The last one hundred, which I admittedly skimmed, were her readjustment back to normality and friend-ships, dating Perhaps this was just not the right book for me. Marie touches some of these aspects, but not as much as I would have liked — and admittedly this would have been most difficult for her to do. Apr 02, Camelia Skiba rated it it was amazing.
They say behind each successful man, there's a smart woman. I say behind each hero there's a Marie. The NFL player who gave up a successful career as a football player to enlist in the army became an icon after his death in April The circumstances surrounding his death still create a lot of controversy, including two congressional hearings and multiple investigations. Somehow Marie had to learn how to cope with the media infatuation with her husband as well as with all the attention she unwillingly received.
I applaud Marie for her ability to capture real feelings, real emotions making the book that much more intense, allowing readers a close look into a grieving heart. She went through the stages of grief in her own way, at her own pace, and came out not completely healed but stronger. The Letter is a compelling, poignant book, a true story of heroism and altruism behind the deadly lines of war.
Jul 15, Courtney rated it really liked it Shelves: non-fiction , biography-autobiography-memoir. I have read Jon Krakauer's book on Pat Tillman and the book written by Pat's mother, but I always wondered how Marie Pat's widow was handling things after his death. She remained so private and shut away, but has now decided to share her story.
This is not a book about Pat Tillman. Yes, she shares some stories of him, but it's more about her and her relationship with him, both during their life together and after his death. And that's the way it should be. She is her own person and not defined I have read Jon Krakauer's book on Pat Tillman and the book written by Pat's mother, but I always wondered how Marie Pat's widow was handling things after his death.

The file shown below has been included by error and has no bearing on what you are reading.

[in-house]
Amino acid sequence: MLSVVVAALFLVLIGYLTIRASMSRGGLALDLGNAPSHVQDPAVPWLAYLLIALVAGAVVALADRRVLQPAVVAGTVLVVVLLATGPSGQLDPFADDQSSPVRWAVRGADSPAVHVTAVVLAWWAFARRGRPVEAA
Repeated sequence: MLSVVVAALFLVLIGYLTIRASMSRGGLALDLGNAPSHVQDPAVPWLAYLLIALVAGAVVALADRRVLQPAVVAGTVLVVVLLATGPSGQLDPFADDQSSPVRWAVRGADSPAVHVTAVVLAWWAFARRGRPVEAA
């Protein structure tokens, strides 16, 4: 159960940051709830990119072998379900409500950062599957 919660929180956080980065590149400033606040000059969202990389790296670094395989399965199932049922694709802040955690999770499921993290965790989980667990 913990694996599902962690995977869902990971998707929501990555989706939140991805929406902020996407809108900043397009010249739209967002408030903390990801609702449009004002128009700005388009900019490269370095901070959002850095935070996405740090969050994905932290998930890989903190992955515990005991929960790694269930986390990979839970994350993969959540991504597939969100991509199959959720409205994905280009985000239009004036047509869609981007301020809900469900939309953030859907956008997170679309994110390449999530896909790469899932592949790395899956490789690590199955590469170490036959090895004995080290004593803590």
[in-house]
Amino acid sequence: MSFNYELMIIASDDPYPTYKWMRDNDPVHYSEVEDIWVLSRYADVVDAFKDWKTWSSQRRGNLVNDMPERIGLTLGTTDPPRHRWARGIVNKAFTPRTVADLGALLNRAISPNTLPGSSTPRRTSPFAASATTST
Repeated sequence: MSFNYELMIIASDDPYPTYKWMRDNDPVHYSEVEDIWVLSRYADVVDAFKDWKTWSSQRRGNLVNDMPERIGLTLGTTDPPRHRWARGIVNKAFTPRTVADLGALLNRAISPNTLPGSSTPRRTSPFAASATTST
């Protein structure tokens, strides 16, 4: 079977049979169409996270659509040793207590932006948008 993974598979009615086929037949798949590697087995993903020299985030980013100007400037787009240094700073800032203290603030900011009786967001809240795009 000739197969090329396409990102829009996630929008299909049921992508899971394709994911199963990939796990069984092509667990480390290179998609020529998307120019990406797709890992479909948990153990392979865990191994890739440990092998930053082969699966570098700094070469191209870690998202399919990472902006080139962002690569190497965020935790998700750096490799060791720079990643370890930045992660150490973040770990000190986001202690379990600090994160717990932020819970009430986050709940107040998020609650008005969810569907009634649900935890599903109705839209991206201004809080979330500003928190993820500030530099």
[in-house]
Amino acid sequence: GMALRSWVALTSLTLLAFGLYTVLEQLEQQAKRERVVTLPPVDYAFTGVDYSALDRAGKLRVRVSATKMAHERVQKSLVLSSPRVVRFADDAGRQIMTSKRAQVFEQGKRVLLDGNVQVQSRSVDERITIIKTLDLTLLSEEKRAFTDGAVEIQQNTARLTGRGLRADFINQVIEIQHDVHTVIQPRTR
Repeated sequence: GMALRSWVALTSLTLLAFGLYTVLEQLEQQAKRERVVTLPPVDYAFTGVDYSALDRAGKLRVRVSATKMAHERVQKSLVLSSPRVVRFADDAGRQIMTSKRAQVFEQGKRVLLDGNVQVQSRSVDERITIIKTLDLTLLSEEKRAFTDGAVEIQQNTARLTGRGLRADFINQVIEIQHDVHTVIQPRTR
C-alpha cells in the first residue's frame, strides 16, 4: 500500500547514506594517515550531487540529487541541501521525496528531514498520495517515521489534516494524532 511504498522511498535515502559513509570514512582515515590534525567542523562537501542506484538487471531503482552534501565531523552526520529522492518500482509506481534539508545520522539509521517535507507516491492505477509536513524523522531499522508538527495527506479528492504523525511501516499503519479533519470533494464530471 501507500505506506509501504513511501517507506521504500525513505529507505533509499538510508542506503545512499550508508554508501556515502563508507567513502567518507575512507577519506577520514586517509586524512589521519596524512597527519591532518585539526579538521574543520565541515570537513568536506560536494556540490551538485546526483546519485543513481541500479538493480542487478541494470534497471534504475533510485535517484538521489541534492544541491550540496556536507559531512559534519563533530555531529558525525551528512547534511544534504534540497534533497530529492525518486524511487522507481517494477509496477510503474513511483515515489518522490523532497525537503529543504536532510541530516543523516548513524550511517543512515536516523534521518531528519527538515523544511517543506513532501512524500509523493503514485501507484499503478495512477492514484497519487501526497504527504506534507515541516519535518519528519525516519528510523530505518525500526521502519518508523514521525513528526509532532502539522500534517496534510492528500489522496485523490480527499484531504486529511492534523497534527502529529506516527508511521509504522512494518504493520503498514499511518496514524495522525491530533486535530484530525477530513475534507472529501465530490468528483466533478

She is her own person and not defined by her widowhood. I felt like Marie was a high school friend that was calling to catch up on what had been going on in her life. The book is written in a fairly conversational tone, even though Marie is more "proper" for lack of a better word. Marie doesn't hide the sorrow and pain that she lived through and still carries today but she also shows how she was able to come out of it and live a happy life. I'm so happy to hear of the recent news of her marriage and new baby and for all the work that she does through the Pat Tillman Foundation.
This is a great book not just for those who have lost loved ones in military service, but for anyone who is treading water in a sea of loss and grief. Oct 20, Julia rated it it was ok. Ironically, the letter in this case was almost a footnote. It is barely mentioned, and not reprinted in full. It was the first of many incomplete tales within the story. This was really a narrative of Marie Tillman, and although she is well educated, bright, and capable, her story is just not that interesting, and she fails to tell her husband's story in a meaningful way.